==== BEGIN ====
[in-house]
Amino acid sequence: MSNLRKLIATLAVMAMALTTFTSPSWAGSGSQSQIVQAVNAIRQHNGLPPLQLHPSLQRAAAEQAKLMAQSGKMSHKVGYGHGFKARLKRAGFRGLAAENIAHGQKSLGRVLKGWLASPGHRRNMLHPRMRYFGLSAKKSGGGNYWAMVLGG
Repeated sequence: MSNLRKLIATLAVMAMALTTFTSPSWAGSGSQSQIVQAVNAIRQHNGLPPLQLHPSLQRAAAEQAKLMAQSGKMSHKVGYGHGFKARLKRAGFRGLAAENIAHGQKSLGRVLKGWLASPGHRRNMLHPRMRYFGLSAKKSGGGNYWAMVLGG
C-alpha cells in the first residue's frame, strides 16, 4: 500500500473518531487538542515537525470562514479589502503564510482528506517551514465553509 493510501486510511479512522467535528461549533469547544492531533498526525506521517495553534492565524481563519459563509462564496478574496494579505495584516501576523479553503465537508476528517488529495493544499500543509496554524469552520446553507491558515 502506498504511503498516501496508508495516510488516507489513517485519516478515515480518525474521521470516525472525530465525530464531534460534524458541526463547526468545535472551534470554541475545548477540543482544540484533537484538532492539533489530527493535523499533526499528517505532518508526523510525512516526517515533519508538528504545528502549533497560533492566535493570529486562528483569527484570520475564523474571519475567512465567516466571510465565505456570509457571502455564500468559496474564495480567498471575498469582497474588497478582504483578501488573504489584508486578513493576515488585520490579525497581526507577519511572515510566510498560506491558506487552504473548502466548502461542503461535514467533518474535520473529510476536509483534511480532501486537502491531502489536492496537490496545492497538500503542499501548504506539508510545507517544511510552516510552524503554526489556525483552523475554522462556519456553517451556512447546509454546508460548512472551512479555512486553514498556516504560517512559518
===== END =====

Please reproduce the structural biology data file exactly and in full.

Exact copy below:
[in-house]
Amino acid sequence: MSNLRKLIATLAVMAMALTTFTSPSWAGSGSQSQIVQAVNAIRQHNGLPPLQLHPSLQRAAAEQAKLMAQSGKMSHKVGYGHGFKARLKRAGFRGLAAENIAHGQKSLGRVLKGWLASPGHRRNMLHPRMRYFGLSAKKSGGGNYWAMVLGG
Repeated sequence: MSNLRKLIATLAVMAMALTTFTSPSWAGSGSQSQIVQAVNAIRQHNGLPPLQLHPSLQRAAAEQAKLMAQSGKMSHKVGYGHGFKARLKRAGFRGLAAENIAHGQKSLGRVLKGWLASPGHRRNMLHPRMRYFGLSAKKSGGGNYWAMVLGG
C-alpha cells in the first residue's frame, strides 16, 4: 500500500473518531487538542515537525470562514479589502503564510482528506517551514465553509 493510501486510511479512522467535528461549533469547544492531533498526525506521517495553534492565524481563519459563509462564496478574496494579505495584516501576523479553503465537508476528517488529495493544499500543509496554524469552520446553507491558515 502506498504511503498516501496508508495516510488516507489513517485519516478515515480518525474521521470516525472525530465525530464531534460534524458541526463547526468545535472551534470554541475545548477540543482544540484533537484538532492539533489530527493535523499533526499528517505532518508526523510525512516526517515533519508538528504545528502549533497560533492566535493570529486562528483569527484570520475564523474571519475567512465567516466571510465565505456570509457571502455564500468559496474564495480567498471575498469582497474588497478582504483578501488573504489584508486578513493576515488585520490579525497581526507577519511572515510566510498560506491558506487552504473548502466548502461542503461535514467533518474535520473529510476536509483534511480532501486537502491531502489536492496537490496545492497538500503542499501548504506539508510545507517544511510552516510552524503554526489556525483552523475554522462556519456553517451556512447546509454546508460548512472551512479555512486553514498556516504560517512559518